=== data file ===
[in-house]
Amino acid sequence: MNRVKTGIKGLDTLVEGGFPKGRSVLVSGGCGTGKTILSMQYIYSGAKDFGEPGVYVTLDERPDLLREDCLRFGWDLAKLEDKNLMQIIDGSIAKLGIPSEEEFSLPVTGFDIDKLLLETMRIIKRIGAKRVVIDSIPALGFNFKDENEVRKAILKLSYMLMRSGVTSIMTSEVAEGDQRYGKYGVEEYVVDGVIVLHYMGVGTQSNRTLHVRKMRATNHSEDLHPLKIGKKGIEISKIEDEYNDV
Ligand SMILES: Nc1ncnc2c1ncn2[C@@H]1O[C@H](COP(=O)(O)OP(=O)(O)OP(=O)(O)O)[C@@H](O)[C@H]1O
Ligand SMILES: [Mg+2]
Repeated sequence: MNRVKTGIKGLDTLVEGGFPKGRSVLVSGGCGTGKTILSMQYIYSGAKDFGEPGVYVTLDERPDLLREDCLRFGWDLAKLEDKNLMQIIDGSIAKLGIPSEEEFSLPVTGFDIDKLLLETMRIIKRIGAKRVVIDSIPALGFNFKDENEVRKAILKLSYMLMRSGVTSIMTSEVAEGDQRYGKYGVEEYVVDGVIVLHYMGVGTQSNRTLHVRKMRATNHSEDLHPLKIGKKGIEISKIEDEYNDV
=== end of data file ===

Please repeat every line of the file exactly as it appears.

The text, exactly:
[in-house]
Amino acid sequence: MNRVKTGIKGLDTLVEGGFPKGRSVLVSGGCGTGKTILSMQYIYSGAKDFGEPGVYVTLDERPDLLREDCLRFGWDLAKLEDKNLMQIIDGSIAKLGIPSEEEFSLPVTGFDIDKLLLETMRIIKRIGAKRVVIDSIPALGFNFKDENEVRKAILKLSYMLMRSGVTSIMTSEVAEGDQRYGKYGVEEYVVDGVIVLHYMGVGTQSNRTLHVRKMRATNHSEDLHPLKIGKKGIEISKIEDEYNDV
Ligand SMILES: Nc1ncnc2c1ncn2[C@@H]1O[C@H](COP(=O)(O)OP(=O)(O)OP(=O)(O)O)[C@@H](O)[C@H]1O
Ligand SMILES: [Mg+2]
Repeated sequence: MNRVKTGIKGLDTLVEGGFPKGRSVLVSGGCGTGKTILSMQYIYSGAKDFGEPGVYVTLDERPDLLREDCLRFGWDLAKLEDKNLMQIIDGSIAKLGIPSEEEFSLPVTGFDIDKLLLETMRIIKRIGAKRVVIDSIPALGFNFKDENEVRKAILKLSYMLMRSGVTSIMTSEVAEGDQRYGKYGVEEYVVDGVIVLHYMGVGTQSNRTLHVRKMRATNHSEDLHPLKIGKKGIEISKIEDEYNDV